Showing genuine appreciation for each other and the relationship is as important, if not more so, than solving problems. There needs to be as much or more focus on what’s going right and on each person’s contributions than on what’s going wrong.
A couple who spends most of their time hovering over every minor issue that arises at the expense of relaxed, positive interaction will eventually burn out.
Verbalizing appreciation for each other often deepens closeness and builds stability. It’s like having a substantial savings account to cover recessions or, more accurately, relationship regressions.
6. Stay committed.
Most people think of commitment as staying in a relationship no matter what, but there’s more to it. It means commitment to:
- Working at and prioritizing the relationship.
- Avoiding deception or betrayal.
- Honoring each other’s confidentiality.
- Treating each other with respect.
- Upholding agreed-upon expectations and boundaries.
Now for the strategies.
1. The Weekly Meetup
Once a week, set aside an hour or more, if you need it, to check in and go over any relationship issues that need attention. Some people don’t like this formality, but when you do it regularly, you can rely on knowing you’ll have a chance to talk about anything that’s on your mind or needs attention.
To make this work, it helps to set up some rules. Here are some you can start with and adapt to your particular needs.
- Each person gets equal time and can say whatever’s on their mind without interruption. Listening is the most critical skill here.
- Every problem doesn’t need to be resolved in one sitting. You can bring something up, and both think about it over the next week and revisit it.
- Talk about at least one (or more) positive things that are going well between you. You might have each person say at least one thing they appreciate about the other each week.
- Make arguing off-limits. Use this time to find out what you’re both thinking and feeling and what, if anything, needs work. Approach hot issues over time rather than in one sitting.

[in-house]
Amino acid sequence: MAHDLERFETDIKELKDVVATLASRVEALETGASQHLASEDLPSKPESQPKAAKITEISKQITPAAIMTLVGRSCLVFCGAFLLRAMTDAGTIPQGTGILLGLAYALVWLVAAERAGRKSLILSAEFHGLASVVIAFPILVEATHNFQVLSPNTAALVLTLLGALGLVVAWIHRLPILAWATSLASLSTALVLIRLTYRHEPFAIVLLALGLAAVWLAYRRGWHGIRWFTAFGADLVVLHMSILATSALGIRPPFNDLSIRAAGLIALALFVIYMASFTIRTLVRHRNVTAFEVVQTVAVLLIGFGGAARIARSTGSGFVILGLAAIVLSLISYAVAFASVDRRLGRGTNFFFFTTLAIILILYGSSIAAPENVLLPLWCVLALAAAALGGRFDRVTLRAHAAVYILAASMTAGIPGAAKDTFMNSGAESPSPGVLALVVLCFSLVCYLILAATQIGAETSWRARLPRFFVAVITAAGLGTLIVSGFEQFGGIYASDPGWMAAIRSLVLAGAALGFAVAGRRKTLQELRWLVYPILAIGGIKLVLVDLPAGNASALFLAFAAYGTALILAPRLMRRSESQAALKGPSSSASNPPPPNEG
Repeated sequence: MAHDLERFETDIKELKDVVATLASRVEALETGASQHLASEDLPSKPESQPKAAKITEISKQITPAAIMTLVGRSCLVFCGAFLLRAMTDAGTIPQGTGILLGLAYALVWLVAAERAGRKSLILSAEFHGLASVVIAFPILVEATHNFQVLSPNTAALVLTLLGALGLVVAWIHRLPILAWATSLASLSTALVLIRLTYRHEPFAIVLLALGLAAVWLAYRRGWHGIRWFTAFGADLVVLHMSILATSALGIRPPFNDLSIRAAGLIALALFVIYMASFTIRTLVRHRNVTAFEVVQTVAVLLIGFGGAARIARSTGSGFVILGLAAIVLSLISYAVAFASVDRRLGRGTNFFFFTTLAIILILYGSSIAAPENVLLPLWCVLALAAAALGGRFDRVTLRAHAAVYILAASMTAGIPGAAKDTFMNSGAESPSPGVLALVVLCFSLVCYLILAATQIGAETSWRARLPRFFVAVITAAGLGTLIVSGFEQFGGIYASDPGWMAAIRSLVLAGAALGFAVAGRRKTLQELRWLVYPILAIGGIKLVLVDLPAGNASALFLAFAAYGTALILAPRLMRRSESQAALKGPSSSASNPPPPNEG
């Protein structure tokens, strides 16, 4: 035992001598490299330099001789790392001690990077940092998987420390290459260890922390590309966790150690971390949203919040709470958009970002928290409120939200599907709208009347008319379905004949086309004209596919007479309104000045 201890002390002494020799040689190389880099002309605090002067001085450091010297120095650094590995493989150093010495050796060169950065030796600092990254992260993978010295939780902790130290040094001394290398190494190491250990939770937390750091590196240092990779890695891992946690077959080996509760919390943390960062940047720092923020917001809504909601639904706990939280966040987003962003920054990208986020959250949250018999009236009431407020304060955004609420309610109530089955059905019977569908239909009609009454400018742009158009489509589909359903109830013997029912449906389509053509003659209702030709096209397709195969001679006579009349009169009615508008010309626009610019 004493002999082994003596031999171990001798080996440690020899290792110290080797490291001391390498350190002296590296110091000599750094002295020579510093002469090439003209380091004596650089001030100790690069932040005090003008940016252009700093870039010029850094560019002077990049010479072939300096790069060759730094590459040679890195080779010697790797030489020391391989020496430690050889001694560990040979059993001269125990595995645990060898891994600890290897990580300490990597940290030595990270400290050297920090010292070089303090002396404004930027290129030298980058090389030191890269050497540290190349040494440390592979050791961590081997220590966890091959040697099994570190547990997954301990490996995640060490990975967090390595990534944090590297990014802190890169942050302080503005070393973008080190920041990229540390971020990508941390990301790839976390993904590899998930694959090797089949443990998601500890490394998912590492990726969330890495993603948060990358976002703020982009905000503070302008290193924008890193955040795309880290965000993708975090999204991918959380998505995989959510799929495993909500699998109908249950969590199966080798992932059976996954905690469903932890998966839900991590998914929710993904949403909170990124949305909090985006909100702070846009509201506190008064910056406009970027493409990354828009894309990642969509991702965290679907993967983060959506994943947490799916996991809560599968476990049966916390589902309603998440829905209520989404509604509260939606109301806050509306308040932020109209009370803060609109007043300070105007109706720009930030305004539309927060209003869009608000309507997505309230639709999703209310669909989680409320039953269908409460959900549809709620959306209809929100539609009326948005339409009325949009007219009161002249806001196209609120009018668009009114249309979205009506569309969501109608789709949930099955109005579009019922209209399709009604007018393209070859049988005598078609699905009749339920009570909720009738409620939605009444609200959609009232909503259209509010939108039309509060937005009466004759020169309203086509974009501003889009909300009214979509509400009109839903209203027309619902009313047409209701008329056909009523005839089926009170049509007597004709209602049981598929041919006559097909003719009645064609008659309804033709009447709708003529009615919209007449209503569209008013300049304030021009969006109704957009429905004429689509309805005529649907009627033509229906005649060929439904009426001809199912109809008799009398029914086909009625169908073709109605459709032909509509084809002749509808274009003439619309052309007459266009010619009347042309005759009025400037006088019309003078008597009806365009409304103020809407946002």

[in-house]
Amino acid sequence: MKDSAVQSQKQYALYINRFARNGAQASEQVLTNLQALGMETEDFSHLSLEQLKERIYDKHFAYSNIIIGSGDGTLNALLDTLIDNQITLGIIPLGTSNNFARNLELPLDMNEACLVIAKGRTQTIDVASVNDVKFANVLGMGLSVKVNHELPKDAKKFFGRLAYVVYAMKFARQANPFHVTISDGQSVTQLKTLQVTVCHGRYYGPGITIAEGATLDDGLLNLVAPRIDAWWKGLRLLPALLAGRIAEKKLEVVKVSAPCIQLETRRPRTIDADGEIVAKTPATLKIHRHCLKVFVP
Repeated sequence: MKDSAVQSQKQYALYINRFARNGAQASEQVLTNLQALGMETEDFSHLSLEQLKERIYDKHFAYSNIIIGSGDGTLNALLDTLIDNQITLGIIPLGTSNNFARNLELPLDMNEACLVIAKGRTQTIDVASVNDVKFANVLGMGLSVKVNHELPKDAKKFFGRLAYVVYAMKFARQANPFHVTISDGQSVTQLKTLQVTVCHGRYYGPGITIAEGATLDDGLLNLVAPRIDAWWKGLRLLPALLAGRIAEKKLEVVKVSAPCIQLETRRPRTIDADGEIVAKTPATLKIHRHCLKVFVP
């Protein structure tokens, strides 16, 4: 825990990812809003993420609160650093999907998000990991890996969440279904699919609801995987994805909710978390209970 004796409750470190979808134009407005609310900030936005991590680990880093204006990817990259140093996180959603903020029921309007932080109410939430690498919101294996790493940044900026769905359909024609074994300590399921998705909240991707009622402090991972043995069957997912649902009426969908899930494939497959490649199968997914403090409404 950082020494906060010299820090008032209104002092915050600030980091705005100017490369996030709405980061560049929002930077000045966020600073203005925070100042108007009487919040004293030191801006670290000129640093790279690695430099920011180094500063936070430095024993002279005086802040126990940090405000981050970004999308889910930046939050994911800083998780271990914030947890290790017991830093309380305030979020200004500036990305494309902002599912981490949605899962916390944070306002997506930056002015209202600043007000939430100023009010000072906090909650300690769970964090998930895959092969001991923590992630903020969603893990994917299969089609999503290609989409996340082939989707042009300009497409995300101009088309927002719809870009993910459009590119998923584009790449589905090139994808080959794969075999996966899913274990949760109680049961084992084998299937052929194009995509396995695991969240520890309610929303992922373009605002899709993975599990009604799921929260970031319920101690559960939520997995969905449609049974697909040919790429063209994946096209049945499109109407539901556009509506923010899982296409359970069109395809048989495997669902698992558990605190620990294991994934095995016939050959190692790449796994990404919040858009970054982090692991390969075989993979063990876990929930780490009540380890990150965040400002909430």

2. Make a “Like” List
At least once a month, make a list of everything you appreciate and like about your partner.
We have an automatic negativity bias, which keeps us focused on things that irritate and annoy us. By making this list, you’ll give equal time to remembering those things that initially attracted you and that you still appreciate.
3. Outlaw Contempt
Contempt is the destroyer of any relationship. If it’s a regular practice, you can count on the relationship ending, whether you do that legally or not.
Contempt includes personal attacks, insults, stinging sarcasm, scorn, and hatefulness. It also includes talking about each other to friends or family members in a contemptuous or overly critical way.
Maintain kindness toward your partner even when talking about them to someone else. And don’t divulge information about your partner that would upset them if they knew you were doing it.
4. Daily check-in
Check in with your partner every day. You might think you do this already, and maybe you do, but the quality of it is the issue. Checking in means not just asking how your day was, but also how you’re doing emotionally. What’s going on internally?
5. Use Humor
People who laugh together are closer. Humor connects us with ease. Close couples usually have quite a few inside jokes. They look at each other across a room and know what the other one’s thinking, especially when it’s something they both find humorous.
6. Spend Quality Time with Each Other at Least Once a Week
Make a date either out of the house or stay in, but focus on time together. This is different than the time used to approach relationship issues. This is relaxed quality time.
Spend time talking and being with each other, not just watching TV. It’s OK to watch TV together, but don’t do that in lieu of talking. Make sure you’re connecting, not just sitting in the same room.
Now put it all together.
In a sentence . . .
Be kind, attentive, loyal, show appreciation, face problems, talk, listen, and prioritize.
There you go!
That’s all for today.
Have a great week!
All my best,